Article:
This variety has a blue anal fin and the tail fin is yellow with the back part of it being blue..
- Maylandia barlowi "Maleri" and Maylandia barlowi "Mbenji"
These varieties have a light blue anal and dorsal fin that has a yellow edging along the top. The tail fin is all yellow..
- Maylandia barlowi "Nakantenga"
This variety has has a blue anal fin, and a mix of light blue and yellow in the dorsal along a darker tail fin.
All cichlids share a common feature that some saltwater fish such as wrasses and parrotfish have. That is a well-developed pharyngeal set of teeth that are in the throat, along with their regular teeth. Cichlids have spiny rays in the back parts of the anal, dorsal, pectoral, and pelvic fins to help discourage predators. The front part of these fins are soft and perfect for precise positions and effortless movements in the water as opposed to fast swimming.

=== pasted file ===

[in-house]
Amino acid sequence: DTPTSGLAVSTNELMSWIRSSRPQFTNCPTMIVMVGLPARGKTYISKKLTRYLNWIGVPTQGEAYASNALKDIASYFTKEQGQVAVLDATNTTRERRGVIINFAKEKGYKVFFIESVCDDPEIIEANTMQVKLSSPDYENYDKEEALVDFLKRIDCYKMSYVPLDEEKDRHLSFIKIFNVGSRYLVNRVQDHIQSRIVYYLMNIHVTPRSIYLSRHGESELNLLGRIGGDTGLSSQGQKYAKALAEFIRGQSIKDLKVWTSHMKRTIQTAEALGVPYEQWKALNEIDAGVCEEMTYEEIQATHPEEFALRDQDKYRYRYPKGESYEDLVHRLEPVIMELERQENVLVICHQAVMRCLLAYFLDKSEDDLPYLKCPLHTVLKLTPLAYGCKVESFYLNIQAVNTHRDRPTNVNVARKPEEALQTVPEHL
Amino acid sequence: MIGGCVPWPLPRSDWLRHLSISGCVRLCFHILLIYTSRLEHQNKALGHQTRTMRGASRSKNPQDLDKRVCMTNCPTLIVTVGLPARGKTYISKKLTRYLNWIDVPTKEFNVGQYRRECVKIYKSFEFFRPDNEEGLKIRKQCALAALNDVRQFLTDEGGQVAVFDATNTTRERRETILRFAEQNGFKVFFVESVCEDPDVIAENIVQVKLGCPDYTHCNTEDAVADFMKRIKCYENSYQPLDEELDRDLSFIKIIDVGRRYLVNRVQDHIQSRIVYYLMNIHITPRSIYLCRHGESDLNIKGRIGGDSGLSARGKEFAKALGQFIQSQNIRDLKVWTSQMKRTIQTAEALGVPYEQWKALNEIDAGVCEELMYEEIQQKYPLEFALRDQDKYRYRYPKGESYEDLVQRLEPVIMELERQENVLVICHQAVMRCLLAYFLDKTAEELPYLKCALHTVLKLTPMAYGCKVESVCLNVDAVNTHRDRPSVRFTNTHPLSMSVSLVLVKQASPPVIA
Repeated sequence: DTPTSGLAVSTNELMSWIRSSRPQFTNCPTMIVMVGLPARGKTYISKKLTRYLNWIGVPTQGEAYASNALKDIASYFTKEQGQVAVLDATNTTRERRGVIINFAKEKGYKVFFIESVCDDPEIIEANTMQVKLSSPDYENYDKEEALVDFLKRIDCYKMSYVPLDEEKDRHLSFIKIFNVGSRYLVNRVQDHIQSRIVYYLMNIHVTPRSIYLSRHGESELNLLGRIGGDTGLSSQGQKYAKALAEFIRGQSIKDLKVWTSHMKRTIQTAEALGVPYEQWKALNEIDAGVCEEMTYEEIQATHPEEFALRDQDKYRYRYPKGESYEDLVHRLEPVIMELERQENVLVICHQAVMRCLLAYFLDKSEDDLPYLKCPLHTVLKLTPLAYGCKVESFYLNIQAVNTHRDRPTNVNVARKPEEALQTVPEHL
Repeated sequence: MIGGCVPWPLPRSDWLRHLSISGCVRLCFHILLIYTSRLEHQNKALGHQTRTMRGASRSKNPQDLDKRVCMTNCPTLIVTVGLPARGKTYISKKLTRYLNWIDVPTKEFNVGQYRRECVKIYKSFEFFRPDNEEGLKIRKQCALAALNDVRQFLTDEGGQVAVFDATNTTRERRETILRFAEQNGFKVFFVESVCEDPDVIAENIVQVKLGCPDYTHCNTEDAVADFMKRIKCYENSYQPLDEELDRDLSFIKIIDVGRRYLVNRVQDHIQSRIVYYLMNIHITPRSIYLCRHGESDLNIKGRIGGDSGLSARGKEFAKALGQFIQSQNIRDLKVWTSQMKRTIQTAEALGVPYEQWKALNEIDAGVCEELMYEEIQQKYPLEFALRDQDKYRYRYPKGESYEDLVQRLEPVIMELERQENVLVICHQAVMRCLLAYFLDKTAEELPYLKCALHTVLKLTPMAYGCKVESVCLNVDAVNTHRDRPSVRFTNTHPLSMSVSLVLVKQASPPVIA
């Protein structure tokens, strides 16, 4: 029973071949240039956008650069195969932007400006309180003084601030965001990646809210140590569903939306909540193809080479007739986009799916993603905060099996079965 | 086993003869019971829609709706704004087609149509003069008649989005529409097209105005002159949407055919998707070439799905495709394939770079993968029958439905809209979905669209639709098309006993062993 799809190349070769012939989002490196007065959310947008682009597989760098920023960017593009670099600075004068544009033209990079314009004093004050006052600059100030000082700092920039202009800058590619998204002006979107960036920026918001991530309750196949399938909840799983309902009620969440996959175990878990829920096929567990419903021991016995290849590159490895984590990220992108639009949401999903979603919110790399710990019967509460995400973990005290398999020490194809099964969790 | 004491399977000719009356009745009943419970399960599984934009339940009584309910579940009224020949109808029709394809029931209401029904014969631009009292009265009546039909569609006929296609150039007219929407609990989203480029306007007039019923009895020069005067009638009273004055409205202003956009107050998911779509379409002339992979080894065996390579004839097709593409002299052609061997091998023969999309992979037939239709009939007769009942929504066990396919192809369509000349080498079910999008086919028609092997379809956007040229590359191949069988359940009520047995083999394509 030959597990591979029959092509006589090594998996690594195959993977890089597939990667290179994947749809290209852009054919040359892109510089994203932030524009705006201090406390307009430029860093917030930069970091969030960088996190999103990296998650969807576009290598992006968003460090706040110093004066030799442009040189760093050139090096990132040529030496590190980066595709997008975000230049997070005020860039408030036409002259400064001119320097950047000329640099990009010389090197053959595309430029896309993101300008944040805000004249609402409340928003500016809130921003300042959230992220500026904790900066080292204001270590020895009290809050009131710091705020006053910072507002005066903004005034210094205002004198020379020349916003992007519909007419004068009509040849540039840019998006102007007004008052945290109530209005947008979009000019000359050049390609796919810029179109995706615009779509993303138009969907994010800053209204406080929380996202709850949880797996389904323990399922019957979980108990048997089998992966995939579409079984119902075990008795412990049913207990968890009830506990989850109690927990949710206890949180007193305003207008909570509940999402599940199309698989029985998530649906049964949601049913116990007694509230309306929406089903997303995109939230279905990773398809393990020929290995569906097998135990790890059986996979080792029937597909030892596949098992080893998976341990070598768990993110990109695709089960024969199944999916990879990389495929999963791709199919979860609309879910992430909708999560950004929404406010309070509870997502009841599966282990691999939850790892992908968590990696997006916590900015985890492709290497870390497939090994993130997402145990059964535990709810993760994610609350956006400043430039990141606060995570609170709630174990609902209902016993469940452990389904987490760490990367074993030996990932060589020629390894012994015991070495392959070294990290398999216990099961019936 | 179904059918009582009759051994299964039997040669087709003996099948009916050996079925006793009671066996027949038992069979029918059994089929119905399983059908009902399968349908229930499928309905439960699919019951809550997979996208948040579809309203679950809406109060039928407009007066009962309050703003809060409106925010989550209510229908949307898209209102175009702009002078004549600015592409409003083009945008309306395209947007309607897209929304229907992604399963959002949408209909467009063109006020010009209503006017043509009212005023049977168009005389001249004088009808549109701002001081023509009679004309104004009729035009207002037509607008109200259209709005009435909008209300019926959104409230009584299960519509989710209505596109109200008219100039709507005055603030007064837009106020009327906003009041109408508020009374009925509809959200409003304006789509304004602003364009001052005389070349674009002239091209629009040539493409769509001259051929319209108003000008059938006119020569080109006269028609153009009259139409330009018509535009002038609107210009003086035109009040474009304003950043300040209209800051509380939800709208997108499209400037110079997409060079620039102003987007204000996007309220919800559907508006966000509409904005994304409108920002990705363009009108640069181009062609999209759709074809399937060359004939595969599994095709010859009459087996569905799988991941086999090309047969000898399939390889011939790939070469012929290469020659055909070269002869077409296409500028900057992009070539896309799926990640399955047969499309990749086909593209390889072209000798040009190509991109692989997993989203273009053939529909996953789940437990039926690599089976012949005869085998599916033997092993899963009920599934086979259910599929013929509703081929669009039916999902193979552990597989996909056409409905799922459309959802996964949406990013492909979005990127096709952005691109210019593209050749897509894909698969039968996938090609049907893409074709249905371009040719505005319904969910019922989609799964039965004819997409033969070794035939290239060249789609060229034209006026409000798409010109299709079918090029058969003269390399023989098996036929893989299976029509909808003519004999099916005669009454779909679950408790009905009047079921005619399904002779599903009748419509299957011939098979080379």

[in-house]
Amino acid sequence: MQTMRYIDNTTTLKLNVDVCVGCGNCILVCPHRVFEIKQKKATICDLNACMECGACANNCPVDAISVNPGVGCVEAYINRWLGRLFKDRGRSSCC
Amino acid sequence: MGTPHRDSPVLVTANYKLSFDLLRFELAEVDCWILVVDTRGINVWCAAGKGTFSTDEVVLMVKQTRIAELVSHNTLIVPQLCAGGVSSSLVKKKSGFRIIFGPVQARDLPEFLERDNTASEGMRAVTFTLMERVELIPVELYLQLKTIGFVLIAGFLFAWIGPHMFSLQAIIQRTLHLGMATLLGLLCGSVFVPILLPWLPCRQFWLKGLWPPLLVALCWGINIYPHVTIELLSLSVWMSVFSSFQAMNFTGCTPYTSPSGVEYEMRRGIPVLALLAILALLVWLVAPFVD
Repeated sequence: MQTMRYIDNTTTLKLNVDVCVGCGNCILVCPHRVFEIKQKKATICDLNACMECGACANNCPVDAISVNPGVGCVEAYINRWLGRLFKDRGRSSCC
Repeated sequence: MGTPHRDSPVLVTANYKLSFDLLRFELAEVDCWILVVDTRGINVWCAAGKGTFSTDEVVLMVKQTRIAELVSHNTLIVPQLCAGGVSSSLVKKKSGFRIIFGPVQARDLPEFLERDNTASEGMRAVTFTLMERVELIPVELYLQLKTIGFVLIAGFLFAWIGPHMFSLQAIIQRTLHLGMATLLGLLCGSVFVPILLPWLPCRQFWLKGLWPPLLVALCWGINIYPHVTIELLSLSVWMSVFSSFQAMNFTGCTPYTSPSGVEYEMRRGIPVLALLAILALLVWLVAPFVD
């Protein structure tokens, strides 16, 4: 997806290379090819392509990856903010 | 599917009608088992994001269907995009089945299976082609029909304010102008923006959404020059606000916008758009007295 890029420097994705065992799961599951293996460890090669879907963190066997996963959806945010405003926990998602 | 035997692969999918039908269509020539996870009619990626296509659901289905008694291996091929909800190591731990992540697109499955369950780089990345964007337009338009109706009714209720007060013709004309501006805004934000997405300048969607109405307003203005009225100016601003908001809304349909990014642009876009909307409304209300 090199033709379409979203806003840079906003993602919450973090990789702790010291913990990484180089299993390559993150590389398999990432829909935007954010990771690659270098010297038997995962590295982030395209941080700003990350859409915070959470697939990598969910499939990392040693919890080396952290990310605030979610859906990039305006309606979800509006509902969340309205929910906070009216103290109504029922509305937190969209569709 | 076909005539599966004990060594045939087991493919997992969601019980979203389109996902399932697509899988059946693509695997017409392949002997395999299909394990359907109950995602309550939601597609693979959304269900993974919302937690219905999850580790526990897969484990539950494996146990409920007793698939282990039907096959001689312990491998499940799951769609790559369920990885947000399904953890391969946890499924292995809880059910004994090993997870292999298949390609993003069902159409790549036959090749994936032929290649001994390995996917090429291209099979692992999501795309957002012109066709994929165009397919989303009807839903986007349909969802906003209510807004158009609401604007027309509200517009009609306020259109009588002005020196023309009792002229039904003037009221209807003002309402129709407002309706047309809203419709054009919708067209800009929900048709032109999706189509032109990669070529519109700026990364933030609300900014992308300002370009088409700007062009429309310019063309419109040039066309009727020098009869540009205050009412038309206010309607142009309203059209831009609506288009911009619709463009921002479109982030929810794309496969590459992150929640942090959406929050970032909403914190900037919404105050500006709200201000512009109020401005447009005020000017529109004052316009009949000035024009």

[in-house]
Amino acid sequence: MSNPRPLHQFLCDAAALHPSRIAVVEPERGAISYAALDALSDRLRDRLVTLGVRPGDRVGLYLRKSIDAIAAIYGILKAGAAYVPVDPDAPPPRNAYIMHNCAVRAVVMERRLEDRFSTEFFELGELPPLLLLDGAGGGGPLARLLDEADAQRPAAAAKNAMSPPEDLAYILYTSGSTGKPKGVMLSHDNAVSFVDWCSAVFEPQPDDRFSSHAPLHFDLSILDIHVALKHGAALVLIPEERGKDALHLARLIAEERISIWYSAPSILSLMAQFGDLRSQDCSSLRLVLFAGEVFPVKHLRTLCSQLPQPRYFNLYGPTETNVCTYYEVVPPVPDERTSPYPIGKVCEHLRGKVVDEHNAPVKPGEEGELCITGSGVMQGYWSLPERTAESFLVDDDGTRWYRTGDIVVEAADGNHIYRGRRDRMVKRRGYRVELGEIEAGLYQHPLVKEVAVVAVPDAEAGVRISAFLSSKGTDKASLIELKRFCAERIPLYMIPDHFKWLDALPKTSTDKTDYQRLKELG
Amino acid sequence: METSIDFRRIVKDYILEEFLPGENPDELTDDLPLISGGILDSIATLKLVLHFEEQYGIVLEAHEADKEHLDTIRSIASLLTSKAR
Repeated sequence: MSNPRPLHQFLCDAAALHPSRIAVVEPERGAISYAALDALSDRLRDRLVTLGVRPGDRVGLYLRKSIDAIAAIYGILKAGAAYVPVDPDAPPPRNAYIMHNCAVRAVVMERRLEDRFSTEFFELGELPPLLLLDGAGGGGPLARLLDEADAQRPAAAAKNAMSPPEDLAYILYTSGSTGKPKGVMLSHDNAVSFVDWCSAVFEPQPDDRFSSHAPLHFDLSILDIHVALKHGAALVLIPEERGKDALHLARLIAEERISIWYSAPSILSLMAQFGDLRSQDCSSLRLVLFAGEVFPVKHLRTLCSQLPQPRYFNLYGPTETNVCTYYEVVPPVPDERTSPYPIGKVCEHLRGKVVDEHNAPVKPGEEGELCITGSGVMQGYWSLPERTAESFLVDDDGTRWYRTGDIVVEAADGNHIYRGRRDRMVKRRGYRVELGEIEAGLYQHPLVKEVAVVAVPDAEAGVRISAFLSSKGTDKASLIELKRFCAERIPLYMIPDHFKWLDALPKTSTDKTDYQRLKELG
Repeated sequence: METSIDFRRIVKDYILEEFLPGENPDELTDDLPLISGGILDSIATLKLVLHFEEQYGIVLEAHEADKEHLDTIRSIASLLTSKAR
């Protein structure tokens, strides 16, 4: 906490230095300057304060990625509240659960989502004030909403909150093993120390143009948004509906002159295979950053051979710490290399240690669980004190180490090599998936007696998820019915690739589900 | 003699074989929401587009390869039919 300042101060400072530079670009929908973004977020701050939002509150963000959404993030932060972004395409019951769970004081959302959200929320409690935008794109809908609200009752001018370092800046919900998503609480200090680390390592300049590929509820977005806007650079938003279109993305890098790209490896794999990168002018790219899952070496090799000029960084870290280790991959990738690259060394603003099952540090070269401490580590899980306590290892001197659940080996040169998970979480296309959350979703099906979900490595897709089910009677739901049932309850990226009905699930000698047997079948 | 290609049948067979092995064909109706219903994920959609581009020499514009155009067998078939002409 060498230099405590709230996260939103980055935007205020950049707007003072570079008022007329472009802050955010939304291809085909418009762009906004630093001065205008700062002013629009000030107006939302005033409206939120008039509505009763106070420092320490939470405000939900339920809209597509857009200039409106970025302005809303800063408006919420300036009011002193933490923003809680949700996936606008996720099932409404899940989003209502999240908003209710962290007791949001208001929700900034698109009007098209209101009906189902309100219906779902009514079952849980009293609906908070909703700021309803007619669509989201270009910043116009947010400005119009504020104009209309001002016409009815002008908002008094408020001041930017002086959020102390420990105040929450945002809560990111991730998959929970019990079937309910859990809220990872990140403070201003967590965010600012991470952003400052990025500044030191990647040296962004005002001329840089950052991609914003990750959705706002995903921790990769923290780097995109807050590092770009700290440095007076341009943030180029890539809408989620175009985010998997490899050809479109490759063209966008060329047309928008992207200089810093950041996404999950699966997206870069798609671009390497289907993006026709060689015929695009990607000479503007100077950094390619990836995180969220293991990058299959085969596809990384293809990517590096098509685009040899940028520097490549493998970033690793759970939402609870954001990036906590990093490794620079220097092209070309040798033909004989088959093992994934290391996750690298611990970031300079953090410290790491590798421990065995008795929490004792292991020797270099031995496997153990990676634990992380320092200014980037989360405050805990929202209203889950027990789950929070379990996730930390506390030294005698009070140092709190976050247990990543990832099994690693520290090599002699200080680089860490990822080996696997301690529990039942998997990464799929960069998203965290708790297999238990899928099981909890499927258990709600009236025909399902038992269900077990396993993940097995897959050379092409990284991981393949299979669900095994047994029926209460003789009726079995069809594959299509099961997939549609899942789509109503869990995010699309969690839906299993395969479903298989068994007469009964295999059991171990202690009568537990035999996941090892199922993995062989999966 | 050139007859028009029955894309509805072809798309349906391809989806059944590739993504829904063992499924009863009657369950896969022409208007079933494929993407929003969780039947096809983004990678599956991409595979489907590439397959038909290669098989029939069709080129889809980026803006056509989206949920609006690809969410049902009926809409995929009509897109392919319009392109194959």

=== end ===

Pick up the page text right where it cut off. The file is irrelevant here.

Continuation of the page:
Cichlids have one nostril on each side while other fish have 2 sets. To sense "smells" in the water, they suck water in and expel the water right back out after being "sampled" for a short or longer time, depending on how much the cichlid needs to "smell" the water. This feature is shared by saltwater damselfish and cichlids are thought to be closely related.
- Size of fish - inches: 4.9 inches (12.50 cm) - In the wild Maylandia barlowi is recorded at a maximum length of 3.94" (10 cm), but in the aquarium they can attain lengths up to 4.92" (12.5 cm).
- Lifespan: 10 years - This cichlid can have a lifespan of up to 10 years with proper care.